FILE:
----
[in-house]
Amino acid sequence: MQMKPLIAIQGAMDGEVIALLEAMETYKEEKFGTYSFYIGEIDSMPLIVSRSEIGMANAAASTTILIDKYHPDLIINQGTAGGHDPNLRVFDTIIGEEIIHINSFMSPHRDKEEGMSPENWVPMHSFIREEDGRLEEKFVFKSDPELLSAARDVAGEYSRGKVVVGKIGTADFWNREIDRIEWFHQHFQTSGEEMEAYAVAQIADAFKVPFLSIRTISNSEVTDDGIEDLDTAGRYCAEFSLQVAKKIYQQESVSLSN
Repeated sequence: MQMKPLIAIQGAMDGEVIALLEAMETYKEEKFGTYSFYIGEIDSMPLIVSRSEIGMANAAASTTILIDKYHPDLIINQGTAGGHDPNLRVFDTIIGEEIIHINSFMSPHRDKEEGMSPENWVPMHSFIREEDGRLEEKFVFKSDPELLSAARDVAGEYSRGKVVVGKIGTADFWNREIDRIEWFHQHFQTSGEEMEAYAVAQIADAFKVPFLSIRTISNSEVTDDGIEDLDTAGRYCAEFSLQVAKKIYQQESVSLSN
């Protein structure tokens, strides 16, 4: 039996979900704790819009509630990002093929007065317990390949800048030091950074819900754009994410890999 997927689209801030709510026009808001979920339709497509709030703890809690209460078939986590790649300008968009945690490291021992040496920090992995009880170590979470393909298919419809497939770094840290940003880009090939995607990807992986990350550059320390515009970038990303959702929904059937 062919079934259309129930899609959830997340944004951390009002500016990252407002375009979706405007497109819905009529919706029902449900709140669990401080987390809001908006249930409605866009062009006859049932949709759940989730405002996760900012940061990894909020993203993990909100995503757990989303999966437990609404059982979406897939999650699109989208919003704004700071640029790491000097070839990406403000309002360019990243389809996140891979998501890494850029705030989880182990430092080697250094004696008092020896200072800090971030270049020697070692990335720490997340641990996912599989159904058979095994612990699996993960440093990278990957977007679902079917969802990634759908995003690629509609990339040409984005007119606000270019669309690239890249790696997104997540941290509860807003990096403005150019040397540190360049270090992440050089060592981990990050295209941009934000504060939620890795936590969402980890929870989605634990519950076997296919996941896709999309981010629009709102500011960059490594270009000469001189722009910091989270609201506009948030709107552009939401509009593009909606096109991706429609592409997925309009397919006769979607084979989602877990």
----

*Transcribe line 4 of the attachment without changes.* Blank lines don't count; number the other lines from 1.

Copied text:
């Protein structure tokens, strides 16, 4: 039996979900704790819009509630990002093929007065317990390949800048030091950074819900754009994410890999 997927689209801030709510026009808001979920339709497509709030703890809690209460078939986590790649300008968009945690490291021992040496920090992995009880170590979470393909298919419809497939770094840290940003880009090939995607990807992986990350550059320390515009970038990303959702929904059937 062919079934259309129930899609959830997340944004951390009002500016990252407002375009979706405007497109819905009529919706029902449900709140669990401080987390809001908006249930409605866009062009006859049932949709759940989730405002996760900012940061990894909020993203993990909100995503757990989303999966437990609404059982979406897939999650699109989208919003704004700071640029790491000097070839990406403000309002360019990243389809996140891979998501890494850029705030989880182990430092080697250094004696008092020896200072800090971030270049020697070692990335720490997340641990996912599989159904058979095994612990699996993960440093990278990957977007679902079917969802990634759908995003690629509609990339040409984005007119606000270019669309690239890249790696997104997540941290509860807003990096403005150019040397540190360049270090992440050089060592981990990050295209941009934000504060939620890795936590969402980890929870989605634990519950076997296919996941896709999309981010629009709102500011960059490594270009000469001189722009910091989270609201506009948030709107552009939401509009593009909606096109991706429609592409997925309009397919006769979607084979989602877990």